Is my spontaneous lactation a medical concern?
September 7, 2012 10:54 PM   Subscribe

How long does non-pregnancy lactation need to last before it becomes a concern?

YANMD, TINMA. I held my newborn niece (6 days old) this past Sunday, and I've been lactating slightly ever since. Slightly=noticeable drops of milk if I squeeze my breasts/nipples, nothing otherwise. I just got a pregnancy test today to confirm I'm not pregnant. I'm on many medications, but haven't added any in the last three months, though I have gone off Wellbutrin. How long does lactation need to last before it becomes a "go see a doctor" concern? I have insurance, but we're too broke for co-pays currently, so if this is a natural reaction to holding an infant, I'd rather not spend $25 I don't have.
posted by epj to Health & Fitness (9 answers total) 2 users marked this as a favorite
 
I've had this for years. The three doctors I've had in that time frame haven't been concerned. I get my hormone levels checked every year to make sure it's nothing serious, though.
posted by third word on a random page at 11:38 PM on September 7, 2012


I have this occasionally, as well, and no one's ever been concerned. I wouldn't worry too much about it.
posted by MeghanC at 12:11 AM on September 8, 2012


I can't tell you anything about how serious it is or not, but I do suggest that you avoid nipple stimulation as much as possible, including pinching them/checking for milk, wearing a shirt without a bra, putting them under running water in the shower for prolonged periods of time, etc.
posted by the young rope-rider at 4:25 AM on September 8, 2012 [3 favorites]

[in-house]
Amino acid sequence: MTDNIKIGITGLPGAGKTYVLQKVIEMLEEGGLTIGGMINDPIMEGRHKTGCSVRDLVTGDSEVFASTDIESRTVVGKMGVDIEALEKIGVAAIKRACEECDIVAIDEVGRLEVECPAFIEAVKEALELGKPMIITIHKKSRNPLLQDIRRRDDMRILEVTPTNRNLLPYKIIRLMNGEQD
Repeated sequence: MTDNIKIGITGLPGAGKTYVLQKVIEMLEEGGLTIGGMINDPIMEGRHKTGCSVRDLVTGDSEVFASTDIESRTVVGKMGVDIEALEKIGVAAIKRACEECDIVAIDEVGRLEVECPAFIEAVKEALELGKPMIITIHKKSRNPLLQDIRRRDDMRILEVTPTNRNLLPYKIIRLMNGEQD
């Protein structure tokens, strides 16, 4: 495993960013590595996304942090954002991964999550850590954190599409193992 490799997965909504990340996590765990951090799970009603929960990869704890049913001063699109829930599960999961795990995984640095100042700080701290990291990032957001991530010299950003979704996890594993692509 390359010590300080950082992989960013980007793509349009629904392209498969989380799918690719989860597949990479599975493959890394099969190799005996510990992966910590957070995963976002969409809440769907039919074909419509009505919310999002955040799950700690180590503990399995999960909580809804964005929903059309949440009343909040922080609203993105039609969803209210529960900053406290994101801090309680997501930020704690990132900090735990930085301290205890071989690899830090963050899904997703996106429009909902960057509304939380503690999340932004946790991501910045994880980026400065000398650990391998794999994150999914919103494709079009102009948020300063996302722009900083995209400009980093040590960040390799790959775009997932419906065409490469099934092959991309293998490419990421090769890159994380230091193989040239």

Galactorrhea (lactation unrelated to nursing) may occur in up to a third of all women*, and the root cause is never established in half the cases. It's usually benign. SSRIs are sometimes indicative, and even though Wellbutrin is not strictly an SSRI, a doctor would be interested to see that you had been taking it and then stopped. Stress can also be a cause. It's not exactly a normal reaction to holding an infant, but that could have triggered it if other stimuli were present. If you don't encourage it by further stimulation, it should go away after a while. If it persists or becomes a nuisance, you should have it checked out, because it could be a sign of pituitary problems.

*The uncertainty stems from different definitions of what galactorrhea is.
posted by ubiquity at 4:34 AM on September 8, 2012


Oh, and seconding the young rope-rider, if you want it to go away, don't stimulate them. Especially don't keep squeezing them to see if they're still lactating.
posted by ubiquity at 4:39 AM on September 8, 2012 [1 favorite]


I found these Lansinoh disposable nursing pads really useful for bra and skin protection, but if you're not leaking you might not need them. There are also reusable/washable brands out there but I haven't tried any of them.

Good luck!
posted by the young rope-rider at 4:58 AM on September 8, 2012 [1 favorite]


I think it's lasting this long primarily because you're poking at them to see what'll happen. I wouldn't worry, but I'd also keep my hands off for a while, as it were.
posted by SMPA at 7:33 AM on September 8, 2012 [1 favorite]


You should, to be safe, have your prolactin levels checked with some lab work. While usually benign, lactation unrelated to nursing might indicate other things.
posted by dchrssyr at 11:00 AM on September 8, 2012 [3 favorites]


2nding having your prolactin levels checked. I had a scare with this symptom plus my periods stopped, thought it was BCP-related. But I had high prolactin, which, in my case, indicated a benign tumor growing in my pituitary (this is quite common). Got meds, take them, now I'm normal (and feel better).
posted by agregoli at 6:11 PM on September 10, 2012


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